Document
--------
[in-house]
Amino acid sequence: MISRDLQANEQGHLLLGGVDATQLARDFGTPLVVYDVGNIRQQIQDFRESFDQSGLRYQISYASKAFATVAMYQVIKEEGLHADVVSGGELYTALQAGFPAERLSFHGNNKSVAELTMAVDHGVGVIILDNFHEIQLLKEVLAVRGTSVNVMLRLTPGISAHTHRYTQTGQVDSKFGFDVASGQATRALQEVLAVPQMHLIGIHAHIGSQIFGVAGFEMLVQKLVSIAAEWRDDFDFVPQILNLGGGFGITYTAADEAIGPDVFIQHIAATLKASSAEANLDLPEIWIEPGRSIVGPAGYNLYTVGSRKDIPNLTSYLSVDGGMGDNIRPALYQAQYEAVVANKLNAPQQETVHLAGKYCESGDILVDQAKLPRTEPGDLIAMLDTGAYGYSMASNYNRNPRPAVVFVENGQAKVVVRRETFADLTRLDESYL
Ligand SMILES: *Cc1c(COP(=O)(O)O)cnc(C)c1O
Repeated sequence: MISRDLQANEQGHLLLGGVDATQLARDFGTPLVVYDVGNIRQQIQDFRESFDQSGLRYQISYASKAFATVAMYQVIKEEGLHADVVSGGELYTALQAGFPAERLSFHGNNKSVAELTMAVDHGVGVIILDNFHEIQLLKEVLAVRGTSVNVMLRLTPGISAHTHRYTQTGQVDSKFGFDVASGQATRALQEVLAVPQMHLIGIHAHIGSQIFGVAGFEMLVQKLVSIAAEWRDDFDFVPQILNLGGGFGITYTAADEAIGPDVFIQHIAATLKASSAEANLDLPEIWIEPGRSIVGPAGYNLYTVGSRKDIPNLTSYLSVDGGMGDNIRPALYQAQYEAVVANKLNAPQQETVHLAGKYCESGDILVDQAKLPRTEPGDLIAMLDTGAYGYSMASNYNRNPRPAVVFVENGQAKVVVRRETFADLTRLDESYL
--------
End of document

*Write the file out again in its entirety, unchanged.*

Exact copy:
[in-house]
Amino acid sequence: MISRDLQANEQGHLLLGGVDATQLARDFGTPLVVYDVGNIRQQIQDFRESFDQSGLRYQISYASKAFATVAMYQVIKEEGLHADVVSGGELYTALQAGFPAERLSFHGNNKSVAELTMAVDHGVGVIILDNFHEIQLLKEVLAVRGTSVNVMLRLTPGISAHTHRYTQTGQVDSKFGFDVASGQATRALQEVLAVPQMHLIGIHAHIGSQIFGVAGFEMLVQKLVSIAAEWRDDFDFVPQILNLGGGFGITYTAADEAIGPDVFIQHIAATLKASSAEANLDLPEIWIEPGRSIVGPAGYNLYTVGSRKDIPNLTSYLSVDGGMGDNIRPALYQAQYEAVVANKLNAPQQETVHLAGKYCESGDILVDQAKLPRTEPGDLIAMLDTGAYGYSMASNYNRNPRPAVVFVENGQAKVVVRRETFADLTRLDESYL
Ligand SMILES: *Cc1c(COP(=O)(O)O)cnc(C)c1O
Repeated sequence: MISRDLQANEQGHLLLGGVDATQLARDFGTPLVVYDVGNIRQQIQDFRESFDQSGLRYQISYASKAFATVAMYQVIKEEGLHADVVSGGELYTALQAGFPAERLSFHGNNKSVAELTMAVDHGVGVIILDNFHEIQLLKEVLAVRGTSVNVMLRLTPGISAHTHRYTQTGQVDSKFGFDVASGQATRALQEVLAVPQMHLIGIHAHIGSQIFGVAGFEMLVQKLVSIAAEWRDDFDFVPQILNLGGGFGITYTAADEAIGPDVFIQHIAATLKASSAEANLDLPEIWIEPGRSIVGPAGYNLYTVGSRKDIPNLTSYLSVDGGMGDNIRPALYQAQYEAVVANKLNAPQQETVHLAGKYCESGDILVDQAKLPRTEPGDLIAMLDTGAYGYSMASNYNRNPRPAVVFVENGQAKVVVRRETFADLTRLDESYL